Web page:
It isn’t solely about the music. Some kids learn how to do lighting, sound or recording, all taught by professionals in those fields. A quality performance takes a whole team.

“Basically, they learn confidence,” Bascom asserts. “They learn to work hard for a sustained period of time. They learn to present themselves well in front of others. I teach them how to enunciate, how to interpret a song, how to tell the story, how to touch people.

While the process of training builds confidence, it is one thing to learn how to make music, quite another to make music in front of a live audience. The key, Bascom and Geiszler assert, is getting the youth onstage.

“At first the kids are nervous before the performance,” states Geiszler. “but their breathtaking concert performances are unlike any normal school concert. It's unbelievable and these kids, kids who four weeks before weren’t sure they wanted to touch a light, much less sing, didn’t want to get off the stage. They were different—attendance got better, behavior got better, there was joy in the classroom. It was the first time, perhaps in their lives, that they were acknowledged for doing something well, that they got respect from their peers.”

Twelve concerts in, Geiszler and Bascom have taken over 130 kids onstage to perform blues, rhythm and blues, rock and roll, sou, and more.

“We’ve had kids with social anxiety disorder, Tourette Syndrome and other challenges. These kids relished the attention and really shone onstage,” summarizes Geiszler. “We never put any youth in a situation where they will feel like a failure. The point of this is success.”

The Foundation has set a fund-raising goal of $100,000, money that will go directly to bringing professional sound, video, recording, photography, lighting and music professionals to underserved youth. (A video and sound recording are left with the school.) In addition to hiring professionals, the funds cover the cost for equipment, transportation and costumes.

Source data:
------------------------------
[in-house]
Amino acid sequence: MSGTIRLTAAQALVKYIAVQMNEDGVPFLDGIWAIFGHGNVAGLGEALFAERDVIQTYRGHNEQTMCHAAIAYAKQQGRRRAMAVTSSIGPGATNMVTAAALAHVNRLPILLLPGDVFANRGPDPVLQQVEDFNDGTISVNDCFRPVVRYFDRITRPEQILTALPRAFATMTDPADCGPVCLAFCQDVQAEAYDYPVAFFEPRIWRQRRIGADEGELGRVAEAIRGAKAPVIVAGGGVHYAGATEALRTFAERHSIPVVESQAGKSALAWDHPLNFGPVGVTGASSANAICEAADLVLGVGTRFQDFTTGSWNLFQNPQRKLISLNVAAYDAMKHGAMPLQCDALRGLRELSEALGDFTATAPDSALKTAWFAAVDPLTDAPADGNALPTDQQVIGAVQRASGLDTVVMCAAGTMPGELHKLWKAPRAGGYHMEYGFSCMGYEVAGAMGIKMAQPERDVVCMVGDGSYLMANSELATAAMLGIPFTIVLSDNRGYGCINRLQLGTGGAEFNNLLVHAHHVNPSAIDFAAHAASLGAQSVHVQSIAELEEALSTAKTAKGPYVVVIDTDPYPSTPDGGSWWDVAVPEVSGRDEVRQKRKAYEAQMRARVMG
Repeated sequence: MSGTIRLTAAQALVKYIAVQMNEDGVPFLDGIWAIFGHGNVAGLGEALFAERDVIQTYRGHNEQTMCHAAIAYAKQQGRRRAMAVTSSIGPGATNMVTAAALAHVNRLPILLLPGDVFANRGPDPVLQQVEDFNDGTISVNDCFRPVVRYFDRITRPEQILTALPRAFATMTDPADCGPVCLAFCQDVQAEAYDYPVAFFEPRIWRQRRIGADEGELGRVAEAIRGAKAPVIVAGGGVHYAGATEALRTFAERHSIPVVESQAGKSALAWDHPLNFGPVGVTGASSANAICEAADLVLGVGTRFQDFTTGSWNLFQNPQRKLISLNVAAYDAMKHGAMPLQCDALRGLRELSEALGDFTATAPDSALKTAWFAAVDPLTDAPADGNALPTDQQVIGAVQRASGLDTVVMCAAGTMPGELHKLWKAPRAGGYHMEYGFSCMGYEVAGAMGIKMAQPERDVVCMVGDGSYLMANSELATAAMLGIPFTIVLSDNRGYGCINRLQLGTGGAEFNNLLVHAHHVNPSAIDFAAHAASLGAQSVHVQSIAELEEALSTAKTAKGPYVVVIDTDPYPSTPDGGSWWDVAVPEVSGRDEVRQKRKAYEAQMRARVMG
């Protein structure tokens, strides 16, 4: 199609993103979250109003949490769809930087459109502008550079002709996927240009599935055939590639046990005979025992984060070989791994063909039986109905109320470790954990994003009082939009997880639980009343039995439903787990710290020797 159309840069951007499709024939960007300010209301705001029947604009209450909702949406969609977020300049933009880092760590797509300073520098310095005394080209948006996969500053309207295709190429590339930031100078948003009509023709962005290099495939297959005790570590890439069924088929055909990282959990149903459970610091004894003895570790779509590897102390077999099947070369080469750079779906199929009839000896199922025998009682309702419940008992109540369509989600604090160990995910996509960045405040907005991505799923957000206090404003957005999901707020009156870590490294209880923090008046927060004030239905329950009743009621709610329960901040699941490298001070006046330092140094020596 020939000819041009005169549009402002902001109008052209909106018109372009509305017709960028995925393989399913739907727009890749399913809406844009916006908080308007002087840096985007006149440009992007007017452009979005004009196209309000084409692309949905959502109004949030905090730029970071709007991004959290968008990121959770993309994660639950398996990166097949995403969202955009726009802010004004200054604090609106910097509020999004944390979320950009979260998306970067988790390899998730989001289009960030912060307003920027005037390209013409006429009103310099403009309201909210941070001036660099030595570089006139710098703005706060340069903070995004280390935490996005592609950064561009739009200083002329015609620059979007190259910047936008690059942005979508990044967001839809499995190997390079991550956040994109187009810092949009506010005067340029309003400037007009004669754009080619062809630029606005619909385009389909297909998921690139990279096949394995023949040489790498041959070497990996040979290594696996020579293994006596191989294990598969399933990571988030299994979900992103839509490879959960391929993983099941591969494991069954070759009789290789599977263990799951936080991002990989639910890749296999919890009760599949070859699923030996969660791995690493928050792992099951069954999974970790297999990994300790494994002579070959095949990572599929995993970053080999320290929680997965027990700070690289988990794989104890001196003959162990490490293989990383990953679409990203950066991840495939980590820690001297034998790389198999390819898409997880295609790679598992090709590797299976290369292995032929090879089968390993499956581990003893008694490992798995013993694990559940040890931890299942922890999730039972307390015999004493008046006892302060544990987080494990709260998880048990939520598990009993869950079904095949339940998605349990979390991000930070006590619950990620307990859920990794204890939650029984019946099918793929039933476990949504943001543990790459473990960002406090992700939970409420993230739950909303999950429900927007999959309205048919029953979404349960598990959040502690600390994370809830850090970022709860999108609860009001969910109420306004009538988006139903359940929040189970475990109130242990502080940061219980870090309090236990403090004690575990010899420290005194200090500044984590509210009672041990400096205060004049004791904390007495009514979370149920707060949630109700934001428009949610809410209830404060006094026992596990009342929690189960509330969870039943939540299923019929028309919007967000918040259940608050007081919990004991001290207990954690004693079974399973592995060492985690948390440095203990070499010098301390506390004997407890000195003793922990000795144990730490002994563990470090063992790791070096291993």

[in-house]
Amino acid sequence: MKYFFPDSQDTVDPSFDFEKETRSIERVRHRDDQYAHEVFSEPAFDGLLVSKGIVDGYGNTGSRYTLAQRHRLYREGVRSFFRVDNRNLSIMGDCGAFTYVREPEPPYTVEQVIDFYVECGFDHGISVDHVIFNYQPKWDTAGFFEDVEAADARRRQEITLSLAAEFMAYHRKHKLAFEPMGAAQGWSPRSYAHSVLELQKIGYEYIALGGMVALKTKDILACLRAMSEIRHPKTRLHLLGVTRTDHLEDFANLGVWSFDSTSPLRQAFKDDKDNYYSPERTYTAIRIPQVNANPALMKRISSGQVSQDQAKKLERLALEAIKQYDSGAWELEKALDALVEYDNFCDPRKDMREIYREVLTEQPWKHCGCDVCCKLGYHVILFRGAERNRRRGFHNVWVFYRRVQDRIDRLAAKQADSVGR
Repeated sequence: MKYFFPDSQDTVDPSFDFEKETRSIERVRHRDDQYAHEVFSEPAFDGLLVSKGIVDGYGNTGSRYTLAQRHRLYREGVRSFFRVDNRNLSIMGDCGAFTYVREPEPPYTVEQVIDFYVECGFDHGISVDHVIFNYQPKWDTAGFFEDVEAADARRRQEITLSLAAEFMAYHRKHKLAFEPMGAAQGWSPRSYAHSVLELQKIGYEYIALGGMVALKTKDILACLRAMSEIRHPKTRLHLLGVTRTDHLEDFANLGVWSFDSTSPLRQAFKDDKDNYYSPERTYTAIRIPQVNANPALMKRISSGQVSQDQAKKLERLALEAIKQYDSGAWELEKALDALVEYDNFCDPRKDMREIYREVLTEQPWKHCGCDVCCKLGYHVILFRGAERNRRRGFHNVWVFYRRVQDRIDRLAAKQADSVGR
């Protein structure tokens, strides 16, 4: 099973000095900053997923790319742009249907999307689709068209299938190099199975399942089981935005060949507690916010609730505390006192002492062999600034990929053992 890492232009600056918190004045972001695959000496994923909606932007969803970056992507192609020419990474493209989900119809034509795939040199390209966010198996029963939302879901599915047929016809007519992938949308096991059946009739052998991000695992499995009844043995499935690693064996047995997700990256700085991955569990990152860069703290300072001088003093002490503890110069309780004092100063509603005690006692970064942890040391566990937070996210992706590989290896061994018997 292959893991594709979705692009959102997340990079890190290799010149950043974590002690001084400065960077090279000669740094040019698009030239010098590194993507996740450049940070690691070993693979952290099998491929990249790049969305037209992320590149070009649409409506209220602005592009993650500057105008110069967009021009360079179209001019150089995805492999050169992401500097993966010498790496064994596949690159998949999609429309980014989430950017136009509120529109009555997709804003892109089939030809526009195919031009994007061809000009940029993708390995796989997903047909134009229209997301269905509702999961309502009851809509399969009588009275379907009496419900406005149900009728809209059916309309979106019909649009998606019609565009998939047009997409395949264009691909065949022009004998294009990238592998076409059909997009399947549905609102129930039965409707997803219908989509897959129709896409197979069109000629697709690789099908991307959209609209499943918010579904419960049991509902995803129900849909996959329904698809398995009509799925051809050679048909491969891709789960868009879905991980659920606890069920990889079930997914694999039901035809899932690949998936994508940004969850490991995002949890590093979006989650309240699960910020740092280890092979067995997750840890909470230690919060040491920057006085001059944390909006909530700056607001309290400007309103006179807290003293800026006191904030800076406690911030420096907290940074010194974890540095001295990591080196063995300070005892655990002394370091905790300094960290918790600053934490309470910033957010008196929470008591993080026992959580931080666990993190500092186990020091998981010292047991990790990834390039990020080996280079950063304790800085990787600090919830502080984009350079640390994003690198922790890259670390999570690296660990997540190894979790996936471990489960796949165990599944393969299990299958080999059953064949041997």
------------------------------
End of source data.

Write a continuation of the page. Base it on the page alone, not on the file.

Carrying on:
On Nov. 27, 2008, the students will perform at the Festival of Trees, a Children’s Hospital Benefit. Soon after, they will be performing at the Triple Door, with some heavy-hitters in the musical world.

“We are going to perform with Mary Wilson, an original member of The Supremes, and Sonny Turner, lead singer of The Platters,” Bascom beams. “The Triple Door will host us for a night of Supremes and Platters music.”

“Once more people see the results, this project is going to go boom,” says Geiszler.

For more information, contact UW College of Education alum James Geiszler.

Watch a short documentary video of a benefit performance at the Northshore Performing Arts Center in April 2008. It features Music Project Creative Director Bernadette Bascom, American idol contestant Sanjaya Malakar and the students from the Secondary Academy for Success.

Watch a Supremes medley performance at the Motown Evening. Or visit Bernadett Bascom’s Web site.

Learn more more about the Music Project.

Winter 2009  |  Return to issue home